Dempsey's point is an excellent one, a very intellectual, almost metaphysical plunge from the digital back to the physical. True, we might be zombies on our laptops day in and day out, but much of this happens in a public space, too. How can we convert libraries into this knowledge cafe? Is it possible? Some academic and public libraries have assumed a role in this Starbucks world, and have opened up cafes in their spaces. But what Dempsey argues for is innovation that is parallel with these open spaces, all stemming from the coffee culture. I truly believe we're in a Googleized Starbucks-shifted world, and the sooner we can integrate ourselves and our libraries into this digital and cultural transition, the more opportunities we allow for our futures.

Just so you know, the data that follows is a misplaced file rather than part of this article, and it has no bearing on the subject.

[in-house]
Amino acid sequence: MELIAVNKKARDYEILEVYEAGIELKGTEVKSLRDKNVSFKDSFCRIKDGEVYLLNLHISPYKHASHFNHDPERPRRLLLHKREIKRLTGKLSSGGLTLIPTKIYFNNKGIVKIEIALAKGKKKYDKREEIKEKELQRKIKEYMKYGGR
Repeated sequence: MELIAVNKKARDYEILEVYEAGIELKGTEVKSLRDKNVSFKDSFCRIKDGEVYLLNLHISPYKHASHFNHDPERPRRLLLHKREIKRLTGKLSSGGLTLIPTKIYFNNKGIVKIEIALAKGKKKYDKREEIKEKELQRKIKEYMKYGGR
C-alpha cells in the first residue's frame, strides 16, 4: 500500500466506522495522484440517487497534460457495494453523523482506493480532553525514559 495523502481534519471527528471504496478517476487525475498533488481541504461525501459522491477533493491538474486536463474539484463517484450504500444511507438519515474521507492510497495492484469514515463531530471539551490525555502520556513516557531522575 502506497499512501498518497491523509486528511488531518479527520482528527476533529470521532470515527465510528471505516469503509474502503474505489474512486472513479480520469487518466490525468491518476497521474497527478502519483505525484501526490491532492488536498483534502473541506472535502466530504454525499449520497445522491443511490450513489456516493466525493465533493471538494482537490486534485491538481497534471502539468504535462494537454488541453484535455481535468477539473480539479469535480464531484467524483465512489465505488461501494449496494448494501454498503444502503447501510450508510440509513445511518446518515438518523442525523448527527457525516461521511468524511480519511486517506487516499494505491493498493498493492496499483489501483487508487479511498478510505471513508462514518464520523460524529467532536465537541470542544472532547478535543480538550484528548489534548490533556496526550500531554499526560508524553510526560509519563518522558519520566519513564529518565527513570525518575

Monday, June 29, 2009
Information in a Starbucks World
Although as much we think we are living in a truly information-rich world, a great majority of us still spend a great deal of our lives in a physical world and in a cafe-oriented Starbucks-world. (As strange as that may sound). At the m-Libraries Conference 2009 in Vancouver, BC, Lorcan Dempsey's keynote addressed the concept that information -- especially mobile technologies -- is heavily influenced by the emergence of Starbucks. Much of the space and ideas that brew in our minds either at work or in leisure happens in a public space, which was first envisioned by Howard Shultz's idea of the coffee-nation.